Published Online:

Districts News Roundup

Article Tools
  • PrintPrinter-Friendly
  • EmailEmail Article
  • ReprintReprints
  • CommentsComments

The Chicago Public Schools, which this month drew criticism from U.S. Secretary of Education William J. Bennett as the "worst system in the nation," came under fire again last week after a local group released a study revealing that nearly two-thirds of the district's 1985 graduates were unemployed or working in "dead end" jobs.

The Hiring Policy Goals Committee, one of two community-alliance groups formed by Mayor Harold Washington to address the city's educational problems, used statistics from the Mayor's Office of Employment and Training to show that 32 percent, or 5,100, of the 1985 graduates were unemployed. Another 31 percent were employed in what the committee called "dead end" jobs.

Gene Cartwright, manager of community affairs at the Chicago-based Amoco Corporation and the committee's chairman, said that as area businesses increase their efforts to provide job opportunities, the school system has an equal obligation to "make those youngsters better qualified."

Business representatives and school and city officials have been trying to put together a "learn-earn" compact, in which businesses would make a commitment to offer 5,000 jobs to the city's public-school graduates by 1992.

A grand jury in Baltimore has recommended that a number of public schools install metal detectors at their entrances to curb the use of guns among the city's young people.

The panel also suggested that Maryland lawmakers approve legislation requiring stiffer penalties for those convicted of crimes involving handguns and that educational materials on handgun control be prepared and distributed in local public schools.

Under orders from Judge Ellen M. Heller "to investigate the problem of the use and possession of firearms by juveniles" in Baltimore, the panel conducted an informal survey of 390 public-school students. It found that almost half of the male students responding had carried a handgun, and that 64 percent of all respondents knew a friend or classmate who had carried a handgun within the past six months.

"We recognize that we have a problem," said Jacquelyn H. Hardy, a spokesman for the city schools. But she said school officials think the panel may have exaggerated it.

And although officials agree with most of the report's recommendations, she said, they do not think installing metal detectors is feasible. "It's just not a practical solution because of the way the schools are built and the number of personnel that it would take to handle it.''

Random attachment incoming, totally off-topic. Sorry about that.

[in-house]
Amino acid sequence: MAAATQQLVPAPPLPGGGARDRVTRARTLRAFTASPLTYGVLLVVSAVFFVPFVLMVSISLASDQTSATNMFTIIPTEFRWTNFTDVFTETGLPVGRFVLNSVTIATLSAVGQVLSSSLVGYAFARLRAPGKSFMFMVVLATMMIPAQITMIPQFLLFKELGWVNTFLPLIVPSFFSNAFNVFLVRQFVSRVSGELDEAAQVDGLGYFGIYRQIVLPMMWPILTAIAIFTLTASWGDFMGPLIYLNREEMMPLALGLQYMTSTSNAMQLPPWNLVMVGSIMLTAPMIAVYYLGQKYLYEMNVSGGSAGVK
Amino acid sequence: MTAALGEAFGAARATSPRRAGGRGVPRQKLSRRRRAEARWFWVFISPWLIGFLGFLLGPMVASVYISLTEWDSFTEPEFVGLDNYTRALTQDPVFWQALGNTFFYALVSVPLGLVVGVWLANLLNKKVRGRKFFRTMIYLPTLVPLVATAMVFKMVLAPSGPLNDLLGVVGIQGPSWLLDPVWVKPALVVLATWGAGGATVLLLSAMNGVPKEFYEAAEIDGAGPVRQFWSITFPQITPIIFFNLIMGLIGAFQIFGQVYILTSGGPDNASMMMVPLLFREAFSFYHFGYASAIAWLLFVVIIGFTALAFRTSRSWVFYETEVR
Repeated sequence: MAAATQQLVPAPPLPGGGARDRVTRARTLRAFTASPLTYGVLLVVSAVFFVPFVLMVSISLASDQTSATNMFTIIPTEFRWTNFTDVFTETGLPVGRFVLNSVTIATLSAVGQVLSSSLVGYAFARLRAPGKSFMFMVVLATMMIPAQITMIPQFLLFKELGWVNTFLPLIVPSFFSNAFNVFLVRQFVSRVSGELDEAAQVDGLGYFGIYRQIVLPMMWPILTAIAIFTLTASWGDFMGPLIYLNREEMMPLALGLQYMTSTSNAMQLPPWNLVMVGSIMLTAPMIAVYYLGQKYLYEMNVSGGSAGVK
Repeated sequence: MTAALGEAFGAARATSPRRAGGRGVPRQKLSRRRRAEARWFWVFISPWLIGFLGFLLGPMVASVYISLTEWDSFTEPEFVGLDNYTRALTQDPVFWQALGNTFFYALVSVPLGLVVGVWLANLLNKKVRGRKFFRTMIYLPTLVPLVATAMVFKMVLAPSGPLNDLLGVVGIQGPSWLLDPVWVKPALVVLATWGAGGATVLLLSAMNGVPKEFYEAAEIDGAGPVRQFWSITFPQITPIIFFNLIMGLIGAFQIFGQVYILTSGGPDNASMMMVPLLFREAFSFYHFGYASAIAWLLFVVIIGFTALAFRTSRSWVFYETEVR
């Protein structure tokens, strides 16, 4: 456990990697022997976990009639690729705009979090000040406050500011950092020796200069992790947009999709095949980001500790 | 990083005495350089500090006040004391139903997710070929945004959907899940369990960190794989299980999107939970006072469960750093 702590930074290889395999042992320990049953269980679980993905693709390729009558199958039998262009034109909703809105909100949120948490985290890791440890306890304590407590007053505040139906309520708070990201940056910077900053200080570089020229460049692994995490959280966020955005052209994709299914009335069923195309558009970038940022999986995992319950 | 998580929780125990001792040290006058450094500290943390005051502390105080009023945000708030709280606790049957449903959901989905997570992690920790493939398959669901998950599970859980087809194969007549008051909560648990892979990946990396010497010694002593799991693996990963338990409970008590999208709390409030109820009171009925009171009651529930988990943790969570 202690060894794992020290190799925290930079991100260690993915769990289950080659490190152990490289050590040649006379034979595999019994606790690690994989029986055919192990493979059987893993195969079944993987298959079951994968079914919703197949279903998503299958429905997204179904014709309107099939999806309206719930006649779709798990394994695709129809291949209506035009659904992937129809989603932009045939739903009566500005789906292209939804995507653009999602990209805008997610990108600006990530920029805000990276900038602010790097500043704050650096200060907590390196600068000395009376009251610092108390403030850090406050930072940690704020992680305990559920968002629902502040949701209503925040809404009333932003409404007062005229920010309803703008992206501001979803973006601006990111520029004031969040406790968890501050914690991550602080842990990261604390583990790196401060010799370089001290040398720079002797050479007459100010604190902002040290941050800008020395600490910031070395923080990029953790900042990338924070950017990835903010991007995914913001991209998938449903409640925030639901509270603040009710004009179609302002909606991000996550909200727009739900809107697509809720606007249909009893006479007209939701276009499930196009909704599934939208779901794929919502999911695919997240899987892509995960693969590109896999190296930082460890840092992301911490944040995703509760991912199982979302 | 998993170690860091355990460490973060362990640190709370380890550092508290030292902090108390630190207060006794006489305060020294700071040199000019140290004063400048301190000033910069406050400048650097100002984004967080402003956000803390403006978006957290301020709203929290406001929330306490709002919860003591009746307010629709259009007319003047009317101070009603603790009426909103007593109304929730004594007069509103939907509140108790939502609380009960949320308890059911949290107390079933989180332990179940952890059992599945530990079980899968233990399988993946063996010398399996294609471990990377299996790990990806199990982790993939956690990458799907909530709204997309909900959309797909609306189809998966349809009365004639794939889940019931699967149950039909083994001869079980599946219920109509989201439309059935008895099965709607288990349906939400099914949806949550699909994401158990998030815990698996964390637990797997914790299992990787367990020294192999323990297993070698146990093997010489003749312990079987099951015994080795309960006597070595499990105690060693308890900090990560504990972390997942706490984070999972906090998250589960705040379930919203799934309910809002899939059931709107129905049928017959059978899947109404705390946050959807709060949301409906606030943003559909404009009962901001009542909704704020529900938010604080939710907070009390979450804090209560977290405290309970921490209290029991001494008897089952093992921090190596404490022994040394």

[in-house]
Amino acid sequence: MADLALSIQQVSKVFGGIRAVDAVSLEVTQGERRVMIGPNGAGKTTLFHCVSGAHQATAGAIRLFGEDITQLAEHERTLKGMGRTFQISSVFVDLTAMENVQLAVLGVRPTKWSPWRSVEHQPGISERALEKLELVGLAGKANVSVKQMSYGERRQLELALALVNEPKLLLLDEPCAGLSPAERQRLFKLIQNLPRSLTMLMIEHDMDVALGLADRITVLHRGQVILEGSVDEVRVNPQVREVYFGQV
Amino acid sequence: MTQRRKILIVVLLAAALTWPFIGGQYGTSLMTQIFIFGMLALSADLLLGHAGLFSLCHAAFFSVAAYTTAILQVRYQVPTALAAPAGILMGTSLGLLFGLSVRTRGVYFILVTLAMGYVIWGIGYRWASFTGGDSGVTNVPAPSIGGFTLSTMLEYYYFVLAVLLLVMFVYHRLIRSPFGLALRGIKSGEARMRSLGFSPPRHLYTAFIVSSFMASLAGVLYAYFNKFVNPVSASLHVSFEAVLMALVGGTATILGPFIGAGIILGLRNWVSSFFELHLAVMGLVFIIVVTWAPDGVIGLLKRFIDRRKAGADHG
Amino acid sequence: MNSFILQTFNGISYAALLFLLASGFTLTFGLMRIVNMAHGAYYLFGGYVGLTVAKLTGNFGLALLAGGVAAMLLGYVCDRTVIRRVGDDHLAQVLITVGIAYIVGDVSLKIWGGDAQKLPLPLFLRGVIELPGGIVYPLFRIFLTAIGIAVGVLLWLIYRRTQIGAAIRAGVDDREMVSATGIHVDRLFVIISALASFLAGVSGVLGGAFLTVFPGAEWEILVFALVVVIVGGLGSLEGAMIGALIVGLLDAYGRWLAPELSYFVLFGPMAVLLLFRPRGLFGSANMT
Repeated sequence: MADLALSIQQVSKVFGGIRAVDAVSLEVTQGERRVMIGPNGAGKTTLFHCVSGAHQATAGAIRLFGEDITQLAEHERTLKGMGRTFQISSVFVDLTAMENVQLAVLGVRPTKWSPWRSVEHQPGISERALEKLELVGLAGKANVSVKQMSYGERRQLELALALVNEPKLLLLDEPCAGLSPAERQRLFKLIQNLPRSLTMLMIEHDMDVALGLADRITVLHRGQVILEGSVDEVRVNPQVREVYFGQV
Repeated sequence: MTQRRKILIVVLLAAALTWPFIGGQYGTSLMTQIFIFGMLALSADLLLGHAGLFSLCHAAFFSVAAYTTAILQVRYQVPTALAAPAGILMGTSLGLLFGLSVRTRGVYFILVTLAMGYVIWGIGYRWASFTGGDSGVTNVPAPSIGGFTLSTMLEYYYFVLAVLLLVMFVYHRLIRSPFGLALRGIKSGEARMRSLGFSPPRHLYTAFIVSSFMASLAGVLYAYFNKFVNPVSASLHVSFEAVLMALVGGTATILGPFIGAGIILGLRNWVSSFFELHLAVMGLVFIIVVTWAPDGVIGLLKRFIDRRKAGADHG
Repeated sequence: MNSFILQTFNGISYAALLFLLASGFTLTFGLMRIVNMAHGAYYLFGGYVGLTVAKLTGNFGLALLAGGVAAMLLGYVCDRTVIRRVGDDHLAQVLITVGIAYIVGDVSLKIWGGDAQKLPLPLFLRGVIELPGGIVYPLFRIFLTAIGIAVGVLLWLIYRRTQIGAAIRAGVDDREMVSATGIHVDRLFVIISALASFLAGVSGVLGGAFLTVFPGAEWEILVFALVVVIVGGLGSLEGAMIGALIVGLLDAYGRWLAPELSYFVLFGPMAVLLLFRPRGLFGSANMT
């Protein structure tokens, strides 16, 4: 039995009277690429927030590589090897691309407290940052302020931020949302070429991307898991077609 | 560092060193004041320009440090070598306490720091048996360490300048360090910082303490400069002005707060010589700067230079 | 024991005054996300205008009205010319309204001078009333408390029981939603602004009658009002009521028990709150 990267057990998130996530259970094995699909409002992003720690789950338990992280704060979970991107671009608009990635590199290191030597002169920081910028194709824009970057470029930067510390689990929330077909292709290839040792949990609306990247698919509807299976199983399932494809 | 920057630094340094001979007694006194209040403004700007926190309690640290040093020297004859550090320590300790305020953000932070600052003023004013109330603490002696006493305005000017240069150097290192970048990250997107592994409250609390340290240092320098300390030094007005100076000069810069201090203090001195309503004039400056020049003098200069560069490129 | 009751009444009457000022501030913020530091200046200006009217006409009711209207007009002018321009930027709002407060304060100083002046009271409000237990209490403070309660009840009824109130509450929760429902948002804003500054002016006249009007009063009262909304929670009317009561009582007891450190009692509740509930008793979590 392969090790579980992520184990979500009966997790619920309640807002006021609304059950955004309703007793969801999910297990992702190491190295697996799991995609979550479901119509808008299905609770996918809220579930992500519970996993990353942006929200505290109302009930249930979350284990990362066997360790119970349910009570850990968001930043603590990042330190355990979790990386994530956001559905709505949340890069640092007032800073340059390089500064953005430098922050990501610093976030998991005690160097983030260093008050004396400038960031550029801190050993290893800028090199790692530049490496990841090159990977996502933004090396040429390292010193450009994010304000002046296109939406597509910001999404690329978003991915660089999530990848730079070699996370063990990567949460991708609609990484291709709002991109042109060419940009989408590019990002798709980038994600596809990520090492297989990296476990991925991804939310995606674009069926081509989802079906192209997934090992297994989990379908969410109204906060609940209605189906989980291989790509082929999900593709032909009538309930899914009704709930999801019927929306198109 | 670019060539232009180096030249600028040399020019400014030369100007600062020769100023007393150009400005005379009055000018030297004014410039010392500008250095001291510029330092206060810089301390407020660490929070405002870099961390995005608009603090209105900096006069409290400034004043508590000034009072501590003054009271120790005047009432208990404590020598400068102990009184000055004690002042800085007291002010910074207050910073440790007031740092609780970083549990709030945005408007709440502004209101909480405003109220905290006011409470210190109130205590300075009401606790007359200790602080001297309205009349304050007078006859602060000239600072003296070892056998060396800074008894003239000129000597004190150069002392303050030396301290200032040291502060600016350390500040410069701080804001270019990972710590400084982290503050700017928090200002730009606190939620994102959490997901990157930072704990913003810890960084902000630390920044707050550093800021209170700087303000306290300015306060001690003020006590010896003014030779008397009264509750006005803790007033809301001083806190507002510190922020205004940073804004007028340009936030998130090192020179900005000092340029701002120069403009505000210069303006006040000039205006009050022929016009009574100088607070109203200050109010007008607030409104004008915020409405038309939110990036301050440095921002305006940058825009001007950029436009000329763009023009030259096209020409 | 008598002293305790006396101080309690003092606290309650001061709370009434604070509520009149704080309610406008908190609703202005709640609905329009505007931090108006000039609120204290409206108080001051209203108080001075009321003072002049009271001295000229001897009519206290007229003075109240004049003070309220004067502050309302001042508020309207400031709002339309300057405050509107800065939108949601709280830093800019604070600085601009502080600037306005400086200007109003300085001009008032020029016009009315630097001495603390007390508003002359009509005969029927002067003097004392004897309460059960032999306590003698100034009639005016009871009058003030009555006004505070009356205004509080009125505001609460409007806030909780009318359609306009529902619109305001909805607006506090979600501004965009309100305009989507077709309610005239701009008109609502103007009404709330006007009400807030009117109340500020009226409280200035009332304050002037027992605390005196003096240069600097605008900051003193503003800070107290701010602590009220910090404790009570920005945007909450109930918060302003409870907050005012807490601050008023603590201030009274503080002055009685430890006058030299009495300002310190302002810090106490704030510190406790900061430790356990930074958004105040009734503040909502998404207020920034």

Louisiana's largest school district has obtained approval from the federal government to adopt a new system for electing members to its school board.

The plan approved by the U.S. Justice Department, as required under the federal Voting Rights Act, calls for the New Orleans district to elect five board members through a ward system and two members at large, according to Henry Joubert, a district spokesman. Currently, the district has a five-member board selected on an at-large basis.

Mr. Joubert said the school board adopted the new system following repeated requests from community leaders, who argued that the change would improve representation and permit candidates to campaign door to door.

All seats on the expanded board will be up for election next fall, Mr. Joubert said.

Nearly half of New York City's 6,000 homeless school-age children living temporarily in hotels do not attend school regularly, new figures released by the district indicate.

No attendance records were available from schools for 2,000 of the children, even though they registered for classes this fall, according to Jody Spiro, an executive assistant to Schools Chancellor Nathan Quinones.

The children are suspected of having "severe" attendance problems, she said.

An additional 700 children apparently failed to register and have "fallen through the cracks," she said.

The poor attendance is largely the result of uncertainty on the part of the city's board of education about how best to register and place such children, Ms. Spiro maintained.

She faulted the board's abandonment in September of a plan to match school records with hotel-registration records.

Web Only

You must be logged in to leave a comment. Login | Register
Ground Rules for Posting
We encourage lively debate, but please be respectful of others. Profanity and personal attacks are prohibited. By commenting, you are agreeing to abide by our user agreement.
All comments are public.

Back to Top Back to Top

Most Popular Stories